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A cooperative is a company that is 100% owned and democratically governed by its members, and it pays out all of its profits and gains to its members in proportion to their transactions with it.


A cooperative is a business that's owned and governed by the people who use it's services, and it pays out all its profits to its user-owners in proportion to their use.

Owners are service users and called "members"

Cooperative owners are not traditional shareholders. They're the people who regularly transact with it, and they're often called "members."

Common cooperative characteristics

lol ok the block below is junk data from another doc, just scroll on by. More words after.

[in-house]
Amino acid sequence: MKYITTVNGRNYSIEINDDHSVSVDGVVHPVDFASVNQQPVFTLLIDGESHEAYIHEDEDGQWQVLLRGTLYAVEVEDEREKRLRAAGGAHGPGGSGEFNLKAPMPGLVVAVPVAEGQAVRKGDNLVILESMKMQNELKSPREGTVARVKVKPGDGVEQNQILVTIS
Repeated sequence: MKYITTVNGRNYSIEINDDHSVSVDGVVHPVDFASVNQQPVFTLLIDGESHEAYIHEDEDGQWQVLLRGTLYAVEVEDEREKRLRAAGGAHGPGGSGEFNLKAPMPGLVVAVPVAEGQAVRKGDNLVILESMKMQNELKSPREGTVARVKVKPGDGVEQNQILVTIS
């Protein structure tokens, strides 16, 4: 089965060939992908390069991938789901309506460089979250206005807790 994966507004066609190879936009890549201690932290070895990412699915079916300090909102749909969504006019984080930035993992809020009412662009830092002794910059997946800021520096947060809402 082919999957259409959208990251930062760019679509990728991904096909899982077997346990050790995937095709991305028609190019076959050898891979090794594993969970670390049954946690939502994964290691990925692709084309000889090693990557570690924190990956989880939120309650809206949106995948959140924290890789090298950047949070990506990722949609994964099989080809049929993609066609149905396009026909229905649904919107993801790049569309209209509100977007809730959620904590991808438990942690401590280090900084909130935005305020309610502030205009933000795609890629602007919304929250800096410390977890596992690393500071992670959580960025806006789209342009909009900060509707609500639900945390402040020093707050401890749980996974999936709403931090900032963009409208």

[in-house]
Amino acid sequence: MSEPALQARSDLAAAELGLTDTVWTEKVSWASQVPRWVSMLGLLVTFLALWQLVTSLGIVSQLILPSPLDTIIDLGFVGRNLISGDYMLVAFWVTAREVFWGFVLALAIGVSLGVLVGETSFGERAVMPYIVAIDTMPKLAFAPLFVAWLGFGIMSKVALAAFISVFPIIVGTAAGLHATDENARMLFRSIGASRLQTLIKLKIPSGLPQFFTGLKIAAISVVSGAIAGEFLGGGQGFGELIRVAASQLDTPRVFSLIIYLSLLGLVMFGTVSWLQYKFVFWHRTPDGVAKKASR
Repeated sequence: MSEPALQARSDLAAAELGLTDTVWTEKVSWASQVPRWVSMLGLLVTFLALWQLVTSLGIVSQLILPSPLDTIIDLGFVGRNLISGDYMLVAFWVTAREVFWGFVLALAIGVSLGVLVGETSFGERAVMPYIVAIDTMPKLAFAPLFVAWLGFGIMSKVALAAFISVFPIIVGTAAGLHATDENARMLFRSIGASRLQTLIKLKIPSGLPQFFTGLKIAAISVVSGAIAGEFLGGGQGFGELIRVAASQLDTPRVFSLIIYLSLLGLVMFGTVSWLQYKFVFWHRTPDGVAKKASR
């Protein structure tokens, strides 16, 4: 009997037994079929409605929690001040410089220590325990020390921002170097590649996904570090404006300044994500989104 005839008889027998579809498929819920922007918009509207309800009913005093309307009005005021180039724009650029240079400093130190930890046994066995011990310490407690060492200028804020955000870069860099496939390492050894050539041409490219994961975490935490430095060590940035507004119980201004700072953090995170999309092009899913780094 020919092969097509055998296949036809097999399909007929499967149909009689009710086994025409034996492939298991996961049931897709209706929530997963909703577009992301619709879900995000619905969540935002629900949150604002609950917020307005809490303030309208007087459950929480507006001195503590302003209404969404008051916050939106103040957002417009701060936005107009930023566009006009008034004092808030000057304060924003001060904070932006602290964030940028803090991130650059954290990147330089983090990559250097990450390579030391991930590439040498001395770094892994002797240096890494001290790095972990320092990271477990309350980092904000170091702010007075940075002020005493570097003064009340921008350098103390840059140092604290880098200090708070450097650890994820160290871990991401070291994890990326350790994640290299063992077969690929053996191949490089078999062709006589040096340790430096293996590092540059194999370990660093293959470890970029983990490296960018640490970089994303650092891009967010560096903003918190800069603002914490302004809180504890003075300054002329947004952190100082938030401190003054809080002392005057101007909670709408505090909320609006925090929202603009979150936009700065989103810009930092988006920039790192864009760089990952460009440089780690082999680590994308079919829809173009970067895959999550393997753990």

Profits are paid out to members in proportion to their service use

Cooperatives distribute the profits they don't reinvest to their members in proportion to their individual transactions with the cooperative. These distributions are called "patronage dividends."

Democratic member governance

Members democratically govern their cooperatives, usually on a "one member, one vote" basis. This amounts to total member control over their cooperatives.

Members are shielded from corporate liabilities

Like a conventional company, a cooperative is a distinct legal entity from its members, so members aren't responsible for any liability, obligation, or commitment a cooperative makes in the conduct of its business.

1. Business plan, members, and funding

Use a business plan to form an association of members and collect membership fees to meet initial capital needs.

Typical cooperative startup steps

2. Capital deployment and growth

Deploy initial capital to start growing the business according to the business plan.

Cooperative examples

More information

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